I’ve made a lot of fun of Marjorie Taylor Greene’s accusation that California’s fires aren’t the result of climate change, but instead were started by Jewish Space Lasers financed by George Soros. Greene and her loony-tunes ilk are perfect representations of an anti-Semitism that continues to attribute super-powers to an invented Jewish “cabal.” (Elders of Zion, anyone?)
If only we Jews were really that powerful…
There’s a robust academic literature attempting to explain some people’s need to pin the world’s woes on an identifiable, deliberate and malevolent group–and as Hitler figured out, it helps if the group chosen to be the bad guys is numerically small and unable to effectively protect itself.
Whatever has made Jews the “chosen” people to blame, it seems the contemporary GOP has become the preferred home for today’s anti-Semites, whose versions are marginally less whack-a-doodle than Greene’s, and for that reason, pose more of a threat.
A recent article in the Intercept recounted the then-Republican rejection of Pat Buchanan’s version of anti-Semitism, then contrasted it with what is occurring today.
Trump resurrected Buchanan’s strain of populist nationalism. He’s always nurtured business relations and personal ties with Jewish people, but his revival of “America First” — both the slogan and the ideas surrounding it — inevitably excited antisemites. In 2016, he tweeted out an image using a Star of David to symbolize Hillary Clinton’s “corruption.” The Trump campaign tweeted an altered version after an outcry but then ran an ad in the campaign’s closing days decrying “a global power structure that is responsible for the economic decisions that have robbed our working class, stripped our country of its wealth and put that money into the pockets of a handful of large corporations and political entities” coupled with images of Janet Yellen, George Soros, and Lloyd Blankfein — all of whom are financial figures who happen to be Jewish.
Trump attacked his critics as a cabal of “globalists” and fixated on the secret powers exerted by Soros, who has displaced (or in some cases joined) the Rothschilds in the imagined role of secret Jewish financier orchestrating a series of catastrophes for profit. The explosion of militant paranoia that followed Trump’s rise — from the Oath Keepers to QAnon — has appeared both online and in the real world with occasionally deadly consequences in places like Charlottesville and Pittsburgh. Although much of this activity has taken place outside the party system, the energies on the right have crept into the Republican Party.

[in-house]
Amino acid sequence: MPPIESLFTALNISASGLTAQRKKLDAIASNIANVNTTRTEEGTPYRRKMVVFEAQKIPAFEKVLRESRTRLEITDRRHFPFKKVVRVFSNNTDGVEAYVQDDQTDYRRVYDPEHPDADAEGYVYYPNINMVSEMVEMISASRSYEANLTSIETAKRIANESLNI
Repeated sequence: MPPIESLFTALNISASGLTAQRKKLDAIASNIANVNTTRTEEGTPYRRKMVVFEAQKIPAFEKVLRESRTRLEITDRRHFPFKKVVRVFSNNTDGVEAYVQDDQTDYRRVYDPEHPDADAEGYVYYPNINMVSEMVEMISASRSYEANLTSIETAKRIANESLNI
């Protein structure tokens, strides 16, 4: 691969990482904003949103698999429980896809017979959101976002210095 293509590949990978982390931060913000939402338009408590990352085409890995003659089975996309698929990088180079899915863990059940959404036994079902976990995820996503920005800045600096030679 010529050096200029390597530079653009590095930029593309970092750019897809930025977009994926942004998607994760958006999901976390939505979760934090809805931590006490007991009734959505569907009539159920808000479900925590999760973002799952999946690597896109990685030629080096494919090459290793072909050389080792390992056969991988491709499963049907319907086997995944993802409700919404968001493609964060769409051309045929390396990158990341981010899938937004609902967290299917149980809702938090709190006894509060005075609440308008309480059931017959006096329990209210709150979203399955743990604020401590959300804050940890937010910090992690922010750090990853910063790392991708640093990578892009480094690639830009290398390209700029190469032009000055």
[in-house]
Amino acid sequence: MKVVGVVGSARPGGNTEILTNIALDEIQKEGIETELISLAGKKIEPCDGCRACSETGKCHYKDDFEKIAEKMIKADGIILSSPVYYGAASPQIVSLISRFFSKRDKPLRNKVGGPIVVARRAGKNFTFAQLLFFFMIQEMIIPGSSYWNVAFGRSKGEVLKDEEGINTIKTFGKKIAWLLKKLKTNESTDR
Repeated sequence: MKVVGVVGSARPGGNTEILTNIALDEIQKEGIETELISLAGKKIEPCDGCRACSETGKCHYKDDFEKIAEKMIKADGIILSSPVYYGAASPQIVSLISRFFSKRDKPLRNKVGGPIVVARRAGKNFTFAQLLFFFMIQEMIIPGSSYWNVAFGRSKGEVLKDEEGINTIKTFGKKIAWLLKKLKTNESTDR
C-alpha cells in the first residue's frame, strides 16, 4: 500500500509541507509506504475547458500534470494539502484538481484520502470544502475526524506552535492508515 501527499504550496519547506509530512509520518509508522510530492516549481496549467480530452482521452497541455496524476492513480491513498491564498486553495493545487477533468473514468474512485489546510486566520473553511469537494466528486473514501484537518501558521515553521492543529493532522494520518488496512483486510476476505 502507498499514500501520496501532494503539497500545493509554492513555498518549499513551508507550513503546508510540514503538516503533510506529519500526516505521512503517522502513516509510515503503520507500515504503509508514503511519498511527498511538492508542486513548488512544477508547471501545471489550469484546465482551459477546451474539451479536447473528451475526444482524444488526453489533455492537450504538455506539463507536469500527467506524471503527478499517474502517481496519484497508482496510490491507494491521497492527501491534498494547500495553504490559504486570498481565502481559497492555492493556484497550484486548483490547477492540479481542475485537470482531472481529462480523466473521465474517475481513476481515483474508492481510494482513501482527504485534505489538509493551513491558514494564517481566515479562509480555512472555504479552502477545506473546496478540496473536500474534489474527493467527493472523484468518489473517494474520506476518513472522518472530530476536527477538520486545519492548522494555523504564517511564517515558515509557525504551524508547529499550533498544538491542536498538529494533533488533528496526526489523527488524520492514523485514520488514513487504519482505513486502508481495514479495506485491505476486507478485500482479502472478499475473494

The article went on to report anti-Semitic statements by high-level Republicans (including a spokesperson for Ron DeSantis) and the close relationship of Doug Mastriano, Pennsylvania’s GOP nominee for governor, with the ultra-right-wing social-media site Gab. (The site promotes Christian Nationalist themes, and its chief executive is an “out and proud” antisemite “who has promoted Mastriano as a fellow enemy of the Jews.”)
Is it fair to criticize the Republican Party for the views of its most distasteful members? The Intercept article is lengthy, with a number of other examples, but I found the closing paragraphs pretty persuasive.
There is a simple test to measure their influence. If antisemites were too marginal to pose any danger, it would be easy enough for the party to cut them off. (If you want to know what it looks like when Republicans decide to really throw somebody out of their party, look at their treatment of Liz Cheney.) Instead, they vacillate. House Minority Leader Kevin McCarthy declined to comment on Gosar’s attendance at white nationalist Nick Fuentes’s conference. McCarthy has likewise promised to restore Greene’s committee privileges if Republicans regain the majority.
Prosecutors have found that Trump’s January 6 rally attracted a significant number of people who share Hitler quotes, hold membership in neo-Nazi organizations, have a fixation with “white genocide,” and the like, making the party leadership’s desire to sweep the whole thing under the rug all the more dangerous. Whatever misgivings the remaining old-line Republicans may have toward the militant cadres Trump inspired, Republicans fear their political and even terroristic power. They no longer imagine they have the gatekeeping force to exclude the antisemites, less still to steer the party away from the kind of paranoid rhetoric that invites their participation.
The GOP’s overriding goal is to win, and it has decided this means accepting the support of anybody who will provide it. For three-quarters of a century, antisemites were locked out of major American politics or at least had to keep their bigotry quiet. Now the door is open.
I guess a Republican Party that has been deserted by people who are pro-choice, pro- LGBTQ, pro-public school, pro-gun safety regulation and pro-environment needs to replace those groups with whoever is handy…
However, watching them scrape the bottom of the barrel is making me feel distinctly unsafe.